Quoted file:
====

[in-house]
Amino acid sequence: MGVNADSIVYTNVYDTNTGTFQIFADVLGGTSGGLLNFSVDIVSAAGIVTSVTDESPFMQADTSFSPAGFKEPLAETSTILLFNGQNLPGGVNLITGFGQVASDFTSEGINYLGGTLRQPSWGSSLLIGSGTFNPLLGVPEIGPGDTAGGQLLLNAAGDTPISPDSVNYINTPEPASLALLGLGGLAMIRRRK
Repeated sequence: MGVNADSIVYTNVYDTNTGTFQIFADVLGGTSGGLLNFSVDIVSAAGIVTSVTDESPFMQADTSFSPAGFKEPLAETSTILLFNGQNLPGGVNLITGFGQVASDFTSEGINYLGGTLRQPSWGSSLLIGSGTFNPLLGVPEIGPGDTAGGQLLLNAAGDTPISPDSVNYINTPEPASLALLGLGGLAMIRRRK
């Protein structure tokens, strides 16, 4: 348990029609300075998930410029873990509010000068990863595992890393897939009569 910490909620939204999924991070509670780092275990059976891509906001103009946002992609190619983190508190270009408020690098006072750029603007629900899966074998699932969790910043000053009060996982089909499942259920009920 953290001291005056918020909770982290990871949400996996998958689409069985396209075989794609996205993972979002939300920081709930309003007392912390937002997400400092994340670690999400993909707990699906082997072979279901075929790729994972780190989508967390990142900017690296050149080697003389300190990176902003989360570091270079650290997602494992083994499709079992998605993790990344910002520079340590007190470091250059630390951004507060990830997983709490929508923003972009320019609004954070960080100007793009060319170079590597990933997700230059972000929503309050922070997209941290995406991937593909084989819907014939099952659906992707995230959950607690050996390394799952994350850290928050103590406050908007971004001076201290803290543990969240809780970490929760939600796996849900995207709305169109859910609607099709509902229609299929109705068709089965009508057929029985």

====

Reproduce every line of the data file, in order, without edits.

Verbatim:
[in-house]
Amino acid sequence: MGVNADSIVYTNVYDTNTGTFQIFADVLGGTSGGLLNFSVDIVSAAGIVTSVTDESPFMQADTSFSPAGFKEPLAETSTILLFNGQNLPGGVNLITGFGQVASDFTSEGINYLGGTLRQPSWGSSLLIGSGTFNPLLGVPEIGPGDTAGGQLLLNAAGDTPISPDSVNYINTPEPASLALLGLGGLAMIRRRK
Repeated sequence: MGVNADSIVYTNVYDTNTGTFQIFADVLGGTSGGLLNFSVDIVSAAGIVTSVTDESPFMQADTSFSPAGFKEPLAETSTILLFNGQNLPGGVNLITGFGQVASDFTSEGINYLGGTLRQPSWGSSLLIGSGTFNPLLGVPEIGPGDTAGGQLLLNAAGDTPISPDSVNYINTPEPASLALLGLGGLAMIRRRK
């Protein structure tokens, strides 16, 4: 348990029609300075998930410029873990509010000068990863595992890393897939009569 910490909620939204999924991070509670780092275990059976891509906001103009946002992609190619983190508190270009408020690098006072750029603007629900899966074998699932969790910043000053009060996982089909499942259920009920 953290001291005056918020909770982290990871949400996996998958689409069985396209075989794609996205993972979002939300920081709930309003007392912390937002997400400092994340670690999400993909707990699906082997072979279901075929790729994972780190989508967390990142900017690296050149080697003389300190990176902003989360570091270079650290997602494992083994499709079992998605993790990344910002520079340590007190470091250059630390951004507060990830997983709490929508923003972009320019609004954070960080100007793009060319170079590597990933997700230059972000929503309050922070997209941290995406991937593909084989819907014939099952659906992707995230959950607690050996390394799952994350850290928050103590406050908007971004001076201290803290543990969240809780970490929760939600796996849900995207709305169109859910609607099709509902229609299929109705068709089965009508057929029985």